CSPD officer for Westside gives tips on safety, security
Don't count on a weapon to save you.
Close all your windows when you leave your house, even in hot weather.
If something looks wrong, don't second-guess yourself - call 911.
These were some of the tips presented by Laura Cochran, the Colorado Springs Police Department's Westside neighborhood officer, at a town meeting of the Organization of Westside Neighbors April 8.
Typically, she said during an informal, hour-long talk at the West Intergenerational Center, people tend not to notice things as much in their own neighborhoods, because they're so used to what's there. This can allow criminal types to sneak up on them or into places they shouldn't be.
That's where being watchful comes in. “When something happens, it's going to be very fast and it's going to shock you,” Cochran said. The suddenness of such situations can often prevent witnesses from remembering key details about attackers or robbers.
She advised people in those cases to try to focus on “features that can't be changed,” such as height, girth, muscles or accent.
To avert potential attacks, she said it helps to “present yourself as a confident person” and make eye contact with suspicious- looking people.
In a scrape, be ready to fight, Cochran said. She does not oppose people packing weapons such as a gun or pepper spray, but “don't rely on it to be the end-all solution.” She observed that pepper spray “doesn't work in the wind,” and having a gun or any weapon means “there is now a weapon available to both of you.”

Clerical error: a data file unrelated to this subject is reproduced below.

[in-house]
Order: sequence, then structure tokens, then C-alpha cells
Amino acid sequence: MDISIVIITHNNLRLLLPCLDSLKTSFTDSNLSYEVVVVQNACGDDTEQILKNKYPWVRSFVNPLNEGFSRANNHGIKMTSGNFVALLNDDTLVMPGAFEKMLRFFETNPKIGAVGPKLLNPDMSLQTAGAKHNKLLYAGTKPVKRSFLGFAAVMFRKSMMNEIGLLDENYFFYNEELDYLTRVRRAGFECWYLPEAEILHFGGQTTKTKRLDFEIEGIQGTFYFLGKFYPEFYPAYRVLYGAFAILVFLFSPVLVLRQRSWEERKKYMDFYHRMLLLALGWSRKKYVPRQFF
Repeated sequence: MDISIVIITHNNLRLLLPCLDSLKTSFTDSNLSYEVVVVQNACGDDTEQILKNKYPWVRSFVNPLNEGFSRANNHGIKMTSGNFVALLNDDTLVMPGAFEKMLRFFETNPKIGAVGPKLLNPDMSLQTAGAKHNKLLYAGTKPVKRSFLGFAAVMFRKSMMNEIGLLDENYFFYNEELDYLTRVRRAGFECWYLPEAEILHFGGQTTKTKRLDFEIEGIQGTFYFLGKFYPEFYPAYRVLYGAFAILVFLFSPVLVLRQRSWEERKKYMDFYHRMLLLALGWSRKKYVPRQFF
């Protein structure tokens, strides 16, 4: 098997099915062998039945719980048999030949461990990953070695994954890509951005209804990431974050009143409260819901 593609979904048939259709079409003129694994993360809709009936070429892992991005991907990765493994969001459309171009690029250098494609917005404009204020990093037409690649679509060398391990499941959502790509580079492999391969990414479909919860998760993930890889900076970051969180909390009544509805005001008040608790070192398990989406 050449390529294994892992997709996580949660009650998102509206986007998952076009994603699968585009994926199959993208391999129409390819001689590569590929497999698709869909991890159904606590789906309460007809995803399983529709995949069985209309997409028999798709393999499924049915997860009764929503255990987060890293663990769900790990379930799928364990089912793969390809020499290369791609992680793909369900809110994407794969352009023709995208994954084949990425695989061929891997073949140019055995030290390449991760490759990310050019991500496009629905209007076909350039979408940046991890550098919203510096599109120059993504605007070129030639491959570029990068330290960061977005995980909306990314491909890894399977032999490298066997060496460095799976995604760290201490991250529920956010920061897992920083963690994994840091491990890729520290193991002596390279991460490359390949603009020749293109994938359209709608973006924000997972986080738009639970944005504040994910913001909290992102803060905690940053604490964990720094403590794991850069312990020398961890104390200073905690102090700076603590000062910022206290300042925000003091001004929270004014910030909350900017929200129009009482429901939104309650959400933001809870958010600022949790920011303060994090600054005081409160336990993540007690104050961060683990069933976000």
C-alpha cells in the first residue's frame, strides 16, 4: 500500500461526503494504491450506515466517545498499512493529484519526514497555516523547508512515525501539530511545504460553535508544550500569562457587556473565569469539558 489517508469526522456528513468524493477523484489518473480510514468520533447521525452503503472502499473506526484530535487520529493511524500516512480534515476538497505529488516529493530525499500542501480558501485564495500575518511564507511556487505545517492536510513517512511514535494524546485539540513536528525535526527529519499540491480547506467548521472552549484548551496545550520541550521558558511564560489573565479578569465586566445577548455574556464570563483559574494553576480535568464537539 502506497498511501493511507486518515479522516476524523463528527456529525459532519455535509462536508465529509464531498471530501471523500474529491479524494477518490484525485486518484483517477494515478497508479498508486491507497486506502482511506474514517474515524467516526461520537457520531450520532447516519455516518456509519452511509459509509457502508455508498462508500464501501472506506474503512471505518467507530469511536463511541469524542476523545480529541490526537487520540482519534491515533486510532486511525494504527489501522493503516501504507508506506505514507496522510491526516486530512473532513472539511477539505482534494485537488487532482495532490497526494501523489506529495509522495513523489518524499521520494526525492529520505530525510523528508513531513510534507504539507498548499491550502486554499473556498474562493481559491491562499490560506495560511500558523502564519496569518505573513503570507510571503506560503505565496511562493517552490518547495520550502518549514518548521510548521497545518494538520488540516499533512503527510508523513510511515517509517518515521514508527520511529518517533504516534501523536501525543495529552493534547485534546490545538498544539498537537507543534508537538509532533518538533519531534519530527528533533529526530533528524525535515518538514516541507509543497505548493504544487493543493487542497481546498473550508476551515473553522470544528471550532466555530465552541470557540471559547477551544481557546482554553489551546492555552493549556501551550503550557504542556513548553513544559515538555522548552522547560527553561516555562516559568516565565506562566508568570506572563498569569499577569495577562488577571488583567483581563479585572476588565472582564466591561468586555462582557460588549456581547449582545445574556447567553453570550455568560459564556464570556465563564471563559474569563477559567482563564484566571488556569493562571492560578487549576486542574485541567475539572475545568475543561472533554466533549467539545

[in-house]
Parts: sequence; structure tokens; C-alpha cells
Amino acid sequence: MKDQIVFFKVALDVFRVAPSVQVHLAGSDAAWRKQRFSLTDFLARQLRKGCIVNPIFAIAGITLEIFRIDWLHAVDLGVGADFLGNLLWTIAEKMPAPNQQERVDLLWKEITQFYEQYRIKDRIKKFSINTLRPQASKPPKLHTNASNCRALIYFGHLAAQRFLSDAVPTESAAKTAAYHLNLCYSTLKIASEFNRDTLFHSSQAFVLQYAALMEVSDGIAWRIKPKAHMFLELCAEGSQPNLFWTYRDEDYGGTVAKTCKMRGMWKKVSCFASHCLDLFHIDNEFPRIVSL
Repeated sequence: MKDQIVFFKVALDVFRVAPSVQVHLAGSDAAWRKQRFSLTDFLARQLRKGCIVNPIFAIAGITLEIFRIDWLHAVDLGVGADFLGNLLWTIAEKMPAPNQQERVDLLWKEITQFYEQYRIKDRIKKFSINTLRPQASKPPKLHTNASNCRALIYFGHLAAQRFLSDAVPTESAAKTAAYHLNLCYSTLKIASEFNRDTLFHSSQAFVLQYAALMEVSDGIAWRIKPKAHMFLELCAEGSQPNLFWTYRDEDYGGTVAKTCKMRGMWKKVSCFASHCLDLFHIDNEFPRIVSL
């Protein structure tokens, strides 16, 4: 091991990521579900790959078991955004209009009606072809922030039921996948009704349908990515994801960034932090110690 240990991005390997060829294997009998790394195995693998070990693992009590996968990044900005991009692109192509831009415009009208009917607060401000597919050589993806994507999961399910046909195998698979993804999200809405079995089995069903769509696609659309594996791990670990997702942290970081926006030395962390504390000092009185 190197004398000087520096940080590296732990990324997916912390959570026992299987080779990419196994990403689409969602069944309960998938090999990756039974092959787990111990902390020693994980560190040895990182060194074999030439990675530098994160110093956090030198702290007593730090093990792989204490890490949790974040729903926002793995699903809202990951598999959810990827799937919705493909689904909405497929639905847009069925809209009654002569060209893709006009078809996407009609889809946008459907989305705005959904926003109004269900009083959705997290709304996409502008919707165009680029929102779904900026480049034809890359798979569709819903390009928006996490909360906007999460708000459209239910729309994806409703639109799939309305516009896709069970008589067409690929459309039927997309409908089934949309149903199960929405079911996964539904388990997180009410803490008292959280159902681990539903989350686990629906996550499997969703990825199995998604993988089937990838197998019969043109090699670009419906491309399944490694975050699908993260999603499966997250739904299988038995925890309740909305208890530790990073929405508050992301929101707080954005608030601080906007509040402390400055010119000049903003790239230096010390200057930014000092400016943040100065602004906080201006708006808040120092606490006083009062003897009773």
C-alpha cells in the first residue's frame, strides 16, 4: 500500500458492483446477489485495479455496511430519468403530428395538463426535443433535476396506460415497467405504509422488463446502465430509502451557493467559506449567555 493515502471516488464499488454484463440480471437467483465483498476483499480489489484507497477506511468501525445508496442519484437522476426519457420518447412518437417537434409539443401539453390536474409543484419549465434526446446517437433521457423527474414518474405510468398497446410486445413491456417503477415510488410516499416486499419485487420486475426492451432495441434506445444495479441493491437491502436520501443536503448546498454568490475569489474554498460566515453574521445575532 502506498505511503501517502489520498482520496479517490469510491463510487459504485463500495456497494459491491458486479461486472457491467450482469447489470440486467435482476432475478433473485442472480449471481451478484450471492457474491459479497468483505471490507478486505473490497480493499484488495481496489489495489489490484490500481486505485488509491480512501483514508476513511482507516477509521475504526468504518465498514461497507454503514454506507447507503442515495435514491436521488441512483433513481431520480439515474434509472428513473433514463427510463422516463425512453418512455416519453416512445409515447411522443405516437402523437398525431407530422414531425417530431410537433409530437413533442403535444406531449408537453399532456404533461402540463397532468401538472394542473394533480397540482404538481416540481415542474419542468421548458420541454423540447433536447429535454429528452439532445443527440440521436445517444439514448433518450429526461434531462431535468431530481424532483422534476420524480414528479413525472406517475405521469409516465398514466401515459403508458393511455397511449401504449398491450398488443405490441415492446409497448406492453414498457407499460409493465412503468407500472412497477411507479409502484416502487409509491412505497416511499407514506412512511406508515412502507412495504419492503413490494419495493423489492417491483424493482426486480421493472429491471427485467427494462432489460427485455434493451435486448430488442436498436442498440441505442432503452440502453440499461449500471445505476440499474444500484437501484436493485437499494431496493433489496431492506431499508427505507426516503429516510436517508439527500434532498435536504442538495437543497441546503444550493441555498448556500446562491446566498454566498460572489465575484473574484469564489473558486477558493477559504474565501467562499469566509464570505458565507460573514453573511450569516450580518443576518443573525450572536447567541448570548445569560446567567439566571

Fighting should involve hitting hands, joints, eyes and any sensitive areas of the attacker's body. “Imagine yourself as a cat that doesn't want to be held,” Cochran said. “You want to claw, kick and scream.”
Always call police if you see anyone or anything strange in the neighborhood, Cochran said. But at certain busy times the non- emergency line can put a caller on hold for up to an hour, she confided, so if a suspicious situation can't wait that long, don't be shy about calling 911.
If a 911 call has to be made in a confrontational situation, nothing needs to be said at all. Just dial the number and leave the phone off the hook (unless it's a cell phone), and police will track the location, Cochran said.
Regarding burglaries, she recommended that people “look at their house from a burglar's standpoint. What's the easiest way to get in?” Also, she warned, burglars these days “are getting real brave.”
One preventive measure she likes is motion lights. These can be especially helpful for police chasing burglars through a neighborhood. “When someone's running and those lights come on, one after the other, it's like a runway,” she said.
The Westside's variously styled homes can prevent the kind of “break-in” that's been known to happen on the east side, “where all houses look the same,” Cochran observed. She recalled an incident where a lady was home watching TV when someone kicked her door open. The lady watched in alarm as a strange man barged in, then proceeded to pass out on the couch. It turned out the man was drunk and thought it was his house, Cochran said.
Westside Pioneer article